So now what? Guys like Beastie Boys and House of Pain came along and said hey, we can do this too. The genre said, yes, you can. Now the door was open. Well, one of the things that happened was an eruption of what has generally referred to as Rip Rock, for lack of a better term. This is what artists like Limp Bizkit, Korn, 311, and Rage Against The Machine kind of fell into. It was again the mix of rock music with lyrics rapped over it. But yet again, this is a topic for a different post. The other thing that happened though was one of the most respected producers and MCs of our time, Dr. Dre, stumbled across this little white kid from Detroit by the name of Marshal. He fell in love and put his reputation on the line by saying this kid is the next big thing.

Was Em really that different from those who came before him though? Born into poverty, abused by his mother and his peers, struggled with drugs, and struggled with relationships. He found something he loved in Hip Hop and used it to release all his angst and emotions and did so with much more intellect and speed than a lot of those making millions doing the same thing. He was innovative and still is. He has an industry hard hitter in Dre behind him. He has his group D12 to give him street cred. And to top it all off he still has baby-mama drama. All of these things aside, he's one of the top-selling artists of over the last 10 years in any genre. He has a succesful clothing line. And he's done what no one else has done before him and that's make a legitimate name for white rappers. You simply can't deny him his place in the history of Hip Hop.

But is he the "Best Alive"? I don't know, I couldn't say. But could he be? Why not? Does him being white really make that much of a difference? It shouldn't.


Waxed: Marah's If You Didn't Laugh You'd Cry

A few years back, I got myself into this interesting little relationship with a girl from Pittsburgh that ended up being not so little. One of the best things about this tryst was her passion for music. Even though we didn’t have the exact same tastes, her passion for music was the closest I have ever seen anyone come to my own.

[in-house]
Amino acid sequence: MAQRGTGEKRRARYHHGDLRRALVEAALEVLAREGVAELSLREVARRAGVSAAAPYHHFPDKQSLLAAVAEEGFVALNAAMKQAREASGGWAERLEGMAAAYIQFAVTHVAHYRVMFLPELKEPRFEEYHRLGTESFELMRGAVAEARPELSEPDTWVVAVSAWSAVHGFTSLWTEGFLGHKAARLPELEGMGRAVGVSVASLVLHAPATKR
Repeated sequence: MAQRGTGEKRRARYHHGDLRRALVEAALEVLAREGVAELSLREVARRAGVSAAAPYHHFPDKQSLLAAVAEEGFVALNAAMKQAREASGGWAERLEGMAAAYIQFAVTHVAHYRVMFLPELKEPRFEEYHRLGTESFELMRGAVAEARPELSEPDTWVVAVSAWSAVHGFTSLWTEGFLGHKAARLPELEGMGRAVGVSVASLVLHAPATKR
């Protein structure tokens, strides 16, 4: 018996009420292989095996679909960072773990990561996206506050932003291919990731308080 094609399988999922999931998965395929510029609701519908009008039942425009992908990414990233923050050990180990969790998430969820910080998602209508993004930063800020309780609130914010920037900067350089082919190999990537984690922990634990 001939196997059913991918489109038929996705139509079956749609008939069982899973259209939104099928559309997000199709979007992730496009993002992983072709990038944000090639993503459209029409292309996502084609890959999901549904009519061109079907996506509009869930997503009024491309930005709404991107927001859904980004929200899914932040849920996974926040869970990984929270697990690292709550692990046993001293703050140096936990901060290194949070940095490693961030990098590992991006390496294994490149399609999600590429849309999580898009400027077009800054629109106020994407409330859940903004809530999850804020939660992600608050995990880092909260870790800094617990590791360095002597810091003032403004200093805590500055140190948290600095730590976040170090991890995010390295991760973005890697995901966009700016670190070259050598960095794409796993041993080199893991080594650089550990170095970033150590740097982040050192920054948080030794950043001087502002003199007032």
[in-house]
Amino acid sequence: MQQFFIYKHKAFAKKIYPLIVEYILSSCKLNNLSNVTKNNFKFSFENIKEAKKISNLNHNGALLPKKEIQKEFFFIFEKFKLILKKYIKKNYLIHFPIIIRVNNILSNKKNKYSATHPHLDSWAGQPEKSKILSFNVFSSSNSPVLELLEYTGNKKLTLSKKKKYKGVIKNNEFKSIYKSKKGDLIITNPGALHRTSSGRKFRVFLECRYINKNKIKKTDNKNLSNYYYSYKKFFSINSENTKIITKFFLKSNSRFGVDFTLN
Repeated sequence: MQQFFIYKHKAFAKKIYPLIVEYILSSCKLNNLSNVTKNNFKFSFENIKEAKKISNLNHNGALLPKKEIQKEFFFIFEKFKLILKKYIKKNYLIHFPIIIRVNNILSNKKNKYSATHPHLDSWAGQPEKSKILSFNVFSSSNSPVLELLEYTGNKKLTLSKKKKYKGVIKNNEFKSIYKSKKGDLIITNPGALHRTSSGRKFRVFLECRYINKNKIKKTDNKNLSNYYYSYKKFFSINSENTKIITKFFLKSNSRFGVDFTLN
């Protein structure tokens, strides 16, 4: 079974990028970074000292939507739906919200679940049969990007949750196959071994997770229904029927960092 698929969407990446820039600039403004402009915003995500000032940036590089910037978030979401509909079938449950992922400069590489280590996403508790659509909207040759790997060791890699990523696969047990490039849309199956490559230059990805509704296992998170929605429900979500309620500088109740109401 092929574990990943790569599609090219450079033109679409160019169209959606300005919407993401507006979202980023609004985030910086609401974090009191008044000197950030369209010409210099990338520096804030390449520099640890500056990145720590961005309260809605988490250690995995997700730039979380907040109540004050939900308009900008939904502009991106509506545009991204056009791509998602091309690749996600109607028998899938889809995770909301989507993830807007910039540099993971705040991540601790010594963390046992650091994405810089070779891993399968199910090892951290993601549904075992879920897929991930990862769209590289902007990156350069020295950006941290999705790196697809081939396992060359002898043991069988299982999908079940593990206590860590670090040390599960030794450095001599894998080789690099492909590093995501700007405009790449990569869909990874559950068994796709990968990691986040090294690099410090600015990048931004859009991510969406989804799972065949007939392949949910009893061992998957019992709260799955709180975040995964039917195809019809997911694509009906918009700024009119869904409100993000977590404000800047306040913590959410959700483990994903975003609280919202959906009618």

It was a good deal for building a relationship. We made each other mixtapes like crazy, and it became a big game to find something new, special, and mind-blowing to show to the other person. Released on October 18th, 2005, Marah’s If You Didn’t Laugh You’d Cry was one such album I discovered on this quest for finding the perfect songs to share with my lover.

I reviewed it in February 2006 on my Xanga blog, now just a repository of old memories. We had just seen the band in concert, and the two of us were incredibly blown away. It was in this really quiet, small townie bar in Columbus, Ohio. Fuck if it wasn’t the loudest show I have ever been to, maybe outside of Sunny Day Real Estate. I always felt bad about this show; confession: we sat in chairs for most of the show. By we, I mean most of the entire audience, us included. The bad grew visibly annoyed throughout the set until, towards the end of their performance, they broke down, and pretty much walked off the stage and started pulling people up, motioning along the small bar floor for us all to stand. We obliged (we being her and I) and a few more people did as well, and they returned and finished their set. It’s a sad story to relate – my gal and I had been walking all day, and that’s our best excuse – because they seriously rocked hard. I mean, HARD.